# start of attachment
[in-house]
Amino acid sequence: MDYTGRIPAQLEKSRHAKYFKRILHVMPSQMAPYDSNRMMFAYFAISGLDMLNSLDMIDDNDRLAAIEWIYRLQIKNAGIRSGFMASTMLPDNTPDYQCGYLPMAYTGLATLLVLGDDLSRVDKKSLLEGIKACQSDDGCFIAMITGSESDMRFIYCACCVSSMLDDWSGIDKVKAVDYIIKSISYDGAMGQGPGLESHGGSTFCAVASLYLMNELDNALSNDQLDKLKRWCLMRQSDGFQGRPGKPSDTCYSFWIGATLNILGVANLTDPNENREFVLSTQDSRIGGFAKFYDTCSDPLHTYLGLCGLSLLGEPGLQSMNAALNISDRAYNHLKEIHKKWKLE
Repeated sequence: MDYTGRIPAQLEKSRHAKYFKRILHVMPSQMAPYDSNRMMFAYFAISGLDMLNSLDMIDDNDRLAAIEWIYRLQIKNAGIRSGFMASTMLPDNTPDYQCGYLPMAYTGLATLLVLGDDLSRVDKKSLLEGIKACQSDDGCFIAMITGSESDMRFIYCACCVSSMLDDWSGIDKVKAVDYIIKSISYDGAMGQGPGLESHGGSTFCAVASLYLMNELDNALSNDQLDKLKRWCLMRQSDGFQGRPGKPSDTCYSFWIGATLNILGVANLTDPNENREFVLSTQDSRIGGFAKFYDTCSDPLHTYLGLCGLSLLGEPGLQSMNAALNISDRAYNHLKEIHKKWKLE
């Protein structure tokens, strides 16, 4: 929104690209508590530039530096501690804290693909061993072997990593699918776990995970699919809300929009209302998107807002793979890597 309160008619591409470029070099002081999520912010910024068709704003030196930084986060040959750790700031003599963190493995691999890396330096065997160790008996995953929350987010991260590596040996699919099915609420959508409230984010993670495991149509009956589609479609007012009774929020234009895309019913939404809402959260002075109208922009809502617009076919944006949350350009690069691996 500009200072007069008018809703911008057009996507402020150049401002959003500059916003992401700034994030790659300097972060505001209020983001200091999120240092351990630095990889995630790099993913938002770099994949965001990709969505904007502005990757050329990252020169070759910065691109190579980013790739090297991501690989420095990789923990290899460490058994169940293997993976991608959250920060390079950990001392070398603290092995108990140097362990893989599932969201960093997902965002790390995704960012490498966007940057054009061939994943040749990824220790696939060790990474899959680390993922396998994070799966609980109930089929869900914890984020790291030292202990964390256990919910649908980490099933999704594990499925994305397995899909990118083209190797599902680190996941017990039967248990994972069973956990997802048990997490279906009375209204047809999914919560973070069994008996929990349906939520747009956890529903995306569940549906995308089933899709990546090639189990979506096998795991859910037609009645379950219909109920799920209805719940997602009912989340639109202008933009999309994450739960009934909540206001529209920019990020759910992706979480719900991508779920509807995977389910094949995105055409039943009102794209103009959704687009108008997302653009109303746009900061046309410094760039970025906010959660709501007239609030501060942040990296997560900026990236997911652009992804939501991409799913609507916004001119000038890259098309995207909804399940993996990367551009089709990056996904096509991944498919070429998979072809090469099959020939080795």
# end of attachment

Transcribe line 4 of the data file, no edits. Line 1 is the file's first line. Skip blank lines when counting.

């Protein structure tokens, strides 16, 4: 929104690209508590530039530096501690804290693909061993072997990593699918776990995970699919809300929009209302998107807002793979890597 309160008619591409470029070099002081999520912010910024068709704003030196930084986060040959750790700031003599963190493995691999890396330096065997160790008996995953929350987010991260590596040996699919099915609420959508409230984010993670495991149509009956589609479609007012009774929020234009895309019913939404809402959260002075109208922009809502617009076919944006949350350009690069691996 500009200072007069008018809703911008057009996507402020150049401002959003500059916003992401700034994030790659300097972060505001209020983001200091999120240092351990630095990889995630790099993913938002770099994949965001990709969505904007502005990757050329990252020169070759910065691109190579980013790739090297991501690989420095990789923990290899460490058994169940293997993976991608959250920060390079950990001392070398603290092995108990140097362990893989599932969201960093997902965002790390995704960012490498966007940057054009061939994943040749990824220790696939060790990474899959680390993922396998994070799966609980109930089929869900914890984020790291030292202990964390256990919910649908980490099933999704594990499925994305397995899909990118083209190797599902680190996941017990039967248990994972069973956990997802048990997490279906009375209204047809999914919560973070069994008996929990349906939520747009956890529903995306569940549906995308089933899709990546090639189990979506096998795991859910037609009645379950219909109920799920209805719940997602009912989340639109202008933009999309994450739960009934909540206001529209920019990020759910992706979480719900991508779920509807995977389910094949995105055409039943009102794209103009959704687009108008997302653009109303746009900061046309410094760039970025906010959660709501007239609030501060942040990296997560900026990236997911652009992804939501991409799913609507916004001119000038890259098309995207909804399940993996990367551009089709990056996904096509991944498919070429998979072809090469099959020939080795």